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, here did it go?
The question of where ACU got its money and what it
id with that money no doubt had gone through the mind
fevery ACU student at least once during the year. Some
:udents said ACU had more money than it knew what to do
fith and some thought the school managed well on what it
Last year ACU took in revenues of 524,980,650 and had
xpenditures and transfers for that year of S24.1Z4,850. The
urplus of 5855.780 went into an endowment fund controlled
ly the Board of Trustees, said L. D. Hilton. vice president
or finance.Hilton, as the caretaker of the ACL' budget. had
o make sure the spending stayed within the budgets limits.
Many students thought ACU's tuition, 594 per hour, was
oo high. but Hilton said that even at that level, tuition ac-
'ounted for barely 45 percent ofthe schools income.
The second largest single source of income came from
lormitory fees, vending machines, video games, recreational
reas, the Bookstore, the food service and the Post Office,
aid Neil Fry, assistant to the vice president for finance.
fhose areas were classified as the Sales and Services of Aux-
liary Enterprises, and the total income from that area was
36,564,928 less than one-third of the schools total income.
Private gifts and grants brought in S1,626.567. said Hilton.
Dther sources from educational activities brought S950,616,
vhile government grants provided S914,487, said Fry. The
iederal government provided the smallest source of income
vith 3252.450 in aid, less than 1 percent ofthe total income.
So where did all that money go! In one form or another it
relped provide education for the students of ACU Leading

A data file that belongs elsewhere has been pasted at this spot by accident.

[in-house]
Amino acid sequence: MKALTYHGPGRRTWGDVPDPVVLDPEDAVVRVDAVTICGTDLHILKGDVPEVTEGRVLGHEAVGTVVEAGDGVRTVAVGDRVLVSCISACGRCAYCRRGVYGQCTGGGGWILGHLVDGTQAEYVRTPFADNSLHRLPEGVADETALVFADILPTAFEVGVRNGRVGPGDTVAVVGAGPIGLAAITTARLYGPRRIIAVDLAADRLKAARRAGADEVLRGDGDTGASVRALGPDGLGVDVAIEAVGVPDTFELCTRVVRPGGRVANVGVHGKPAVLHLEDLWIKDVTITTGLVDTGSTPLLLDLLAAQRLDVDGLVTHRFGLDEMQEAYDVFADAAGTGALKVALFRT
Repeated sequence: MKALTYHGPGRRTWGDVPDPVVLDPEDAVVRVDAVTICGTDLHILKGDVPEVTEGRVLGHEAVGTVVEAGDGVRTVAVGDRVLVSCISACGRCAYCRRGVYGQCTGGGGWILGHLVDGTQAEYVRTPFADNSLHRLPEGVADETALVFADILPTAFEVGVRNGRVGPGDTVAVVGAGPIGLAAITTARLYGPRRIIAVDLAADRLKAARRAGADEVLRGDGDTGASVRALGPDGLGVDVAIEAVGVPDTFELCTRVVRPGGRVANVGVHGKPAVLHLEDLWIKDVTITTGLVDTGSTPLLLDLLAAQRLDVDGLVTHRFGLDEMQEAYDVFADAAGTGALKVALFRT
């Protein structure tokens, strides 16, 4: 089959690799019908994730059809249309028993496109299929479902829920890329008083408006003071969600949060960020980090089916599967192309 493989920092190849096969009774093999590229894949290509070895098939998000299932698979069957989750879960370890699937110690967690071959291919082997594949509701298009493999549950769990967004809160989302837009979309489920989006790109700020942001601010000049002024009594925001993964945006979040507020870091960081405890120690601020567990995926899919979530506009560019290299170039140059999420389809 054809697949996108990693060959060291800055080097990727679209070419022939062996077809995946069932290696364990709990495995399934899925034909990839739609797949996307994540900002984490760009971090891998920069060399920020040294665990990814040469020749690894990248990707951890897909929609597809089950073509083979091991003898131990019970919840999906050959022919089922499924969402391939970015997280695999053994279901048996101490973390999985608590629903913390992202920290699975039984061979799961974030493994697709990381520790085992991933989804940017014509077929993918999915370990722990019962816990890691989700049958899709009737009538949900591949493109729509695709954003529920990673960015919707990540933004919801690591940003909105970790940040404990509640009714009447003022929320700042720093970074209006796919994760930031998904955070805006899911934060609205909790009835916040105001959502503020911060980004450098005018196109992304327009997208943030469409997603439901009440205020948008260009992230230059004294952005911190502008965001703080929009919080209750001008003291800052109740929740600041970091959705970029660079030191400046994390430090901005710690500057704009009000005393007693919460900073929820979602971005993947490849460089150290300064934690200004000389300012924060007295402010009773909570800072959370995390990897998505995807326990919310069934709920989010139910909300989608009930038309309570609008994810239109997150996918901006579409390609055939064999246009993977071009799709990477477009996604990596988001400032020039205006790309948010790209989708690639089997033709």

he expenditures was instruction. which included the
tcademic departments. taking 37,549,596 almost one-third
Jfthe total expenditures.
While the Bookstore and dormitories were taking in
noney. each cost money for upkeep. along with recreational
ireas. The total bill for those areas cost the school
56,276,455 said Hilton.
310,858,680 was paid for teachers' salaries. supplies.
general administration, staff benefits, the computers. person-
rel. graduation and the ACU police.
The Christian schools, the library and Allen Farm spent
51,905,577 during the year and were categorized as academic
To keep water running in the buildings and lights on so
students could pull those all-nighters, the school spent
31,811,661 for operations and plant maintenance. This in-
cluded taking care of buildings and grounds, Hilton said.
Student services, which included Fish Camp, salaries for
associate deans and miscellaneous, spent 3740,628, said Fry.
Research done by ACU professors totaled 3519241 of ex-
penses, said Floyd W. Dunn, dean of research. Each pro-
fessor who received funds had to apply to the Research
Council for those funds. The money they received paid for
new equipment, travel, payment of student workers and
Services conducted for the public, like Lectureship, ac-
counted for about .2 percent of total expenses.
For a few consecutive years the Board of Trustees had
voted for a tuition hike. In 1981, the 75th Anniversary of the
school, tuition was 375 per hour. But for the 1985-84 school
year the Board decided to maintain the price per hour at 394.
This move no doubt showed the students and supporters
of the school that the administration was willing to help take
some of the load off of the students to make Christian
education a little more affordable.
The money came from many different places, but no mat-
ter what route it was funneled through, its ultimate destina-
tion was the same -Y providing education. - Terri Moore
and Clmrlei L. Pullen
where Did it Go? f125”